The splicing of two optical fibers requires a greater sophistication than splicing of two copper conductors, in that the optical fibers to be joined must be abutted or closely spaced in end-to-end relation and in axial alignment. This requirement strongly favors optical fiber cables configured internally in ways that facilitate ease of splicing. To this end, a flat ribbor structure of fibers with predetermined center-to-center spacing is a desirable and often preferred arrangement, both for protecting the fibers to some extent from microbending loss and for prepositioning them preparatory to splicing. One such optical fiber ribbon structure is shown for example in the patent application Ser. No. 403,380 of C. M. Miller, now U.S. Pat. No. 3,984,172, filed Oct. 23, 1973. Ribbon structures also are a building block for a multilayer optical fiber ribbon cable. Desirably, in such a cable the fiber axes are arranged cross-sectionally in an X-Y matrix of uniform center-to-center spacing.
Microbending loss can be brought on by surprisingly slight perturbations; and consequently very close and careful control over the characteristics of a protective coating must be maintained. However, the nature of the desired control has heretofore been difficult to identify. Moreover, the need for this control over fiber coating characteristics has further complicated the creation of a workable optical fiber ribbon structure.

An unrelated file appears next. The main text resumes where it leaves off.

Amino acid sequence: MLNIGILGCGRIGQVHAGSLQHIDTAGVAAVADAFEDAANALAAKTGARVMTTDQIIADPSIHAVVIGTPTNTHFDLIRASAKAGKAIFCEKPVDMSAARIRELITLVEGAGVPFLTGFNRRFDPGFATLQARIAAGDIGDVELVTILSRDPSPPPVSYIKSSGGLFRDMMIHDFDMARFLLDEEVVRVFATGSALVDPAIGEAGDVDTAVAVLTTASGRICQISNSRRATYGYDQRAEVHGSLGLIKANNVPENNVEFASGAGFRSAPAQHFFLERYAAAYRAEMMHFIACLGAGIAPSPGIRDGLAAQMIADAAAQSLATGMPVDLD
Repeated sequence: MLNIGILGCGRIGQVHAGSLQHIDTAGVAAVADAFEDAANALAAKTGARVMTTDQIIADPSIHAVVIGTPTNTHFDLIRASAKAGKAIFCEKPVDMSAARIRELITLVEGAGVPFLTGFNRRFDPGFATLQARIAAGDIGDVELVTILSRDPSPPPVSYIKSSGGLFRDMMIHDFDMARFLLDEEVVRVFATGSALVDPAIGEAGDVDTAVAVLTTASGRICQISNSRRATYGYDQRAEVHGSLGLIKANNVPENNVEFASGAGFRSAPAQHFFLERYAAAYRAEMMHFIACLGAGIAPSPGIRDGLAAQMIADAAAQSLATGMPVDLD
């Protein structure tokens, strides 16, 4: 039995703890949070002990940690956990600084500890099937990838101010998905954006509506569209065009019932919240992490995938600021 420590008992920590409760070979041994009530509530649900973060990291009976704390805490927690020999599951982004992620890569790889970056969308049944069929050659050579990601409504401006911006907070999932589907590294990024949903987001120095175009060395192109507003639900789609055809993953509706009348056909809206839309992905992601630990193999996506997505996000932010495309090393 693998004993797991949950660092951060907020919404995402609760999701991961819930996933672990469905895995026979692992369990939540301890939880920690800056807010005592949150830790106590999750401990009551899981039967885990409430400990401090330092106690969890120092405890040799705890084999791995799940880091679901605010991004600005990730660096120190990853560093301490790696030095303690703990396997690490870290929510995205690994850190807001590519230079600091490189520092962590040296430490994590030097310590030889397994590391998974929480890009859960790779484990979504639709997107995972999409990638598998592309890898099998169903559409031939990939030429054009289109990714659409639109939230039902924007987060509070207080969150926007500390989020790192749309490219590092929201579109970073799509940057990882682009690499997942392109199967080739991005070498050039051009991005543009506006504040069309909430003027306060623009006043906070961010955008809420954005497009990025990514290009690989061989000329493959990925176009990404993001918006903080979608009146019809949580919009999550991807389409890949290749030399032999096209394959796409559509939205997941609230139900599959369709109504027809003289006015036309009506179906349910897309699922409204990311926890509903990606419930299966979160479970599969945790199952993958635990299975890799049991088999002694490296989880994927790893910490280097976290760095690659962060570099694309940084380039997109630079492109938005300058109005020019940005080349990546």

In one important aspect of the invention, it has been realized that, contrary to maintaining permanent concentricity between the fiber and its coating, as would be suggested by analogy to the insulated conductor art, it is actually desirable to permit a certan amount of radial movement, or "creek" between the fiber and its coating. A fiber coating which is sufficiently susceptible to cold flow to accommodate "creek", permits minute loss-causing microbends to straighten out over a period of time. The rate of "creep" which a given coating permits is usefully determined by the coating's melt index. Beneficial creep rates have been achieved with materials having melt indices up to about 500.